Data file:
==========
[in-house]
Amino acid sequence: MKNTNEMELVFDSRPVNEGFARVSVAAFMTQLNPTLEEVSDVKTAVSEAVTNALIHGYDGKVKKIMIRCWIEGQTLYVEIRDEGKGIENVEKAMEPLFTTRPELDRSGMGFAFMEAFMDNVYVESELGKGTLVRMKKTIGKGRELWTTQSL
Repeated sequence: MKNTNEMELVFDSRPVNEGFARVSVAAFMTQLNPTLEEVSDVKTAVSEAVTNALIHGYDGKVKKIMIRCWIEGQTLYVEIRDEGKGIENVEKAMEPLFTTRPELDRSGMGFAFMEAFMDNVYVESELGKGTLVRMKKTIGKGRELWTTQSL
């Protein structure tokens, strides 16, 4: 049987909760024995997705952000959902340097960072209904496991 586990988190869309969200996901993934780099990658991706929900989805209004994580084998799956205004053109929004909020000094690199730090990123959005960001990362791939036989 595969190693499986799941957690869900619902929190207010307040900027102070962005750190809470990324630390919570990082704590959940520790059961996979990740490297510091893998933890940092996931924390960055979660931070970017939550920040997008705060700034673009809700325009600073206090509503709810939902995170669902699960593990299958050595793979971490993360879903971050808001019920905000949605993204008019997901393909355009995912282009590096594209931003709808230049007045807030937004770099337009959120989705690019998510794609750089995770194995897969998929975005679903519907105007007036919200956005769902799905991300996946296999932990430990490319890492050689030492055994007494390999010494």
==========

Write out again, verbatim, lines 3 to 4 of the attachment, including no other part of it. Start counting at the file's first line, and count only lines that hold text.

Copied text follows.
Repeated sequence: MKNTNEMELVFDSRPVNEGFARVSVAAFMTQLNPTLEEVSDVKTAVSEAVTNALIHGYDGKVKKIMIRCWIEGQTLYVEIRDEGKGIENVEKAMEPLFTTRPELDRSGMGFAFMEAFMDNVYVESELGKGTLVRMKKTIGKGRELWTTQSL
């Protein structure tokens, strides 16, 4: 049987909760024995997705952000959902340097960072209904496991 586990988190869309969200996901993934780099990658991706929900989805209004994580084998799956205004053109929004909020000094690199730090990123959005960001990362791939036989 595969190693499986799941957690869900619902929190207010307040900027102070962005750190809470990324630390919570990082704590959940520790059961996979990740490297510091893998933890940092996931924390960055979660931070970017939550920040997008705060700034673009809700325009600073206090509503709810939902995170669902699960593990299958050595793979971490993360879903971050808001019920905000949605993204008019997901393909355009995912282009590096594209931003709808230049007045807030937004770099337009959120989705690019998510794609750089995770194995897969998929975005679903519907105007007036919200956005769902799905991300996946296999932990430990490319890492050689030492055994007494390999010494």